Attention Problems in School

Periodically, windows of opportunities arise for providing inservice at schools about mental health and psychosocial concerns. When such opportunities appear, it may be helpful to access one or more of our Center's Quick Training Aids.

Each of these offers a brief set of resources to guide those providing an inservice session. (They also are a form of quick self-tutorial.)    

Most encompass    
  • key talking points for a short training session    
  • a brief overview of the topic    
  • facts sheets    
  • tools    
  • a sampling of other related information and resources
  • In compiling resource material, the Center tries to identify those that represent "best practice" standards. If you know of better material, please let us know so that we can make improvements.

    Guide for Suggested Talking Points

    1. Brief Overview

      Present main points from:
    1. Labeling Troubled and Troubling Youth: The Name Game - Excerpted from Addressing Barriers to Learning Newlsetter, Vol. 1(3), Summer 1996.
       
    2. Attention Problems and Motivation - Excerpted from an Introductory Packet on Attention Problems: Intervention and Resources, Center for Mental Health in Schools (1999)
       
    3. Info about the National Information Center for Children and Youth with Disabilities's Briefing Paper on ADHD
       

  • Fact Sheets/Practice Notes
    1. The Broad Continuum of Attention Problems - Adapted from The Classification of Child and Adolescent Mental Diagnoses in Primary Care, American Academy of Pediatrics (1996). Excerpted from a center Guidebook entitled: Common Psychosocial Problems of School Aged Youth (1999) and a center Introductory Packet entitled: Attention Problems: Intervention and Resources (1999)
       
    2. Fact Sheet: Attention-Deficit/Hyperactivity Disorder in Children and Adolescents - Center for Mental Health Services fact sheet. Available online: http://www.mentalhealth.org/publications/allpubs/CA-0008/default.asp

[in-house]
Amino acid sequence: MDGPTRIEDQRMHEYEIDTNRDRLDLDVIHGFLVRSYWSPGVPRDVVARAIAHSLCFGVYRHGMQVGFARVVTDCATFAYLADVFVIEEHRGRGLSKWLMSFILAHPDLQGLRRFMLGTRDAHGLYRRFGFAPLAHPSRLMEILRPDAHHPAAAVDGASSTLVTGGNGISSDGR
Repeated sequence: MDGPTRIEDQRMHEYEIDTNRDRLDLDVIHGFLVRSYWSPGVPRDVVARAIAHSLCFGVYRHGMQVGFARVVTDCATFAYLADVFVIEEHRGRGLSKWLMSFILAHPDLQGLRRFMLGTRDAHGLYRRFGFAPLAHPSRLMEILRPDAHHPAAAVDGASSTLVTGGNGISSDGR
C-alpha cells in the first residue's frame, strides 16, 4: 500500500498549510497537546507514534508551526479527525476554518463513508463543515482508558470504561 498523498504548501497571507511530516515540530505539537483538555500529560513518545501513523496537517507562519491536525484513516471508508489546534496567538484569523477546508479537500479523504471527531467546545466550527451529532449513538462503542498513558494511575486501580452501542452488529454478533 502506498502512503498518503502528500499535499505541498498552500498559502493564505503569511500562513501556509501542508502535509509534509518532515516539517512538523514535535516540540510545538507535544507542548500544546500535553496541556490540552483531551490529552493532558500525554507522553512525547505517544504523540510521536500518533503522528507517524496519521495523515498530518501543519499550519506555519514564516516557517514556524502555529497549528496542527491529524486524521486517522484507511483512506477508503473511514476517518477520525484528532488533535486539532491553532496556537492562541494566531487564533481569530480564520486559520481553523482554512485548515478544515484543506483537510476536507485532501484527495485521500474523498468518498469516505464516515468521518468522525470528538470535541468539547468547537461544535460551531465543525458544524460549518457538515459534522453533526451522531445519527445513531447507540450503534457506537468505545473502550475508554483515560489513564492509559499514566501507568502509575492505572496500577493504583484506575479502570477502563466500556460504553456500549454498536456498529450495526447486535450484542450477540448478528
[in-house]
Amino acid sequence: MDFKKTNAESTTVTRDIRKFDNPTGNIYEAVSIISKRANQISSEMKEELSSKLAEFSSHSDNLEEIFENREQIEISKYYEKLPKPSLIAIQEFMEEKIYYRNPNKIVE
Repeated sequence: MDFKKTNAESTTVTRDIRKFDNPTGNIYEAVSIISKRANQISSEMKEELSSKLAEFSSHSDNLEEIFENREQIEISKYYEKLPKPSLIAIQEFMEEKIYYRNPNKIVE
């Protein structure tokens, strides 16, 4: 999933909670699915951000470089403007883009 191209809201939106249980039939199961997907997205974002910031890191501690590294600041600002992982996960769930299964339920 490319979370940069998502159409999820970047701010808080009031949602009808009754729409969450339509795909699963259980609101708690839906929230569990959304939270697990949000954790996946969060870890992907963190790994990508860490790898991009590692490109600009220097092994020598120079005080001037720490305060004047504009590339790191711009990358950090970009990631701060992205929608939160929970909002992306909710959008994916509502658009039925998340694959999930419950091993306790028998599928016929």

1. Note the section titled What Are the Signs of Attention-Deficit/Hyperactivity Disorder, which lists the symptoms of ADHD.
         
      2. Because families may look to teachers or school counselors for help and/or referrals for their child, it is important to know what resources exist. See the section: What Help is Available for Families?
    3. Practice Notes: ADD Look-Alikes: Same Symptoms but Different Problems - Excerpted from Carroll, S. (1997), National Association of School Psychologists, Communique Special Edition, (Vol. 25, No. 6, insert).
       
    4. Practice Notes: Medication and Attention Deficit-Hyperactivity Disorder - Adapted from Attention Deficit Hyperactivity Disorder, National Institute of Mental Health (1996). Available online: http://www.nimh.nih.gov/health/topics/attention-deficit-hyperactivity-disorder-adhd/index.shtml
       
    5. IDEA '97 Regulations - Children with "ADD/ADHD" - Excerpted from the Dept. of Education: http://www.ed.gov/offices/OSERS/Policy/IDEA/Brief-6.html
       

  • Tools/Handouts - Why and How?
    1. Practice Parameters for Attention-Deficit/Hyperactivity Disorder Assessment and Treatment - Excerpts from the Journal of the American Academy of Child & Adolescent Psychiatry, (Oct 1997).
       
    2. Clinical Practice Guideline: Diagnosis and Evaluation of the Child with Attention-Deficit/Hyperactivity Disorder - Excerpted from pediatrics 2000; 105: 1158-70.
       

  • Intervention Strategies / Model Programs
    1. 504 Accommodations Checklist
       
    2. Surgeon General Report, Treatment of ADHD (excerpt)
       
    3. NIMH Research & Treatment for ADHD (excerpt) -
       

  • Additional Resources
  • Originals for Overheads
  • The following can be copied to overhead transparencies to assist in presenting this material.
    1. Problems categorized on a Continuum Using a Transactional View
       
    2. The Broad Continuum of Attention Problems
       
    3. What are the Signs of Attention-Deficit/Hyperactivity Disorder?
       
    4. 504 Accommodation Checklist
       


    This material provided by: UCLA Center for Mental Health in Schools/Los Angeles, CA 90095-1563
    (310) 825-3634/ Fax: (310) 206-8716/ Email: smhp@ucla.edu

    Note: Documents in PDF format ( identified with a )
    You will need Adobe Acrobat Reader 5.0 or higher. Click here to download.
    .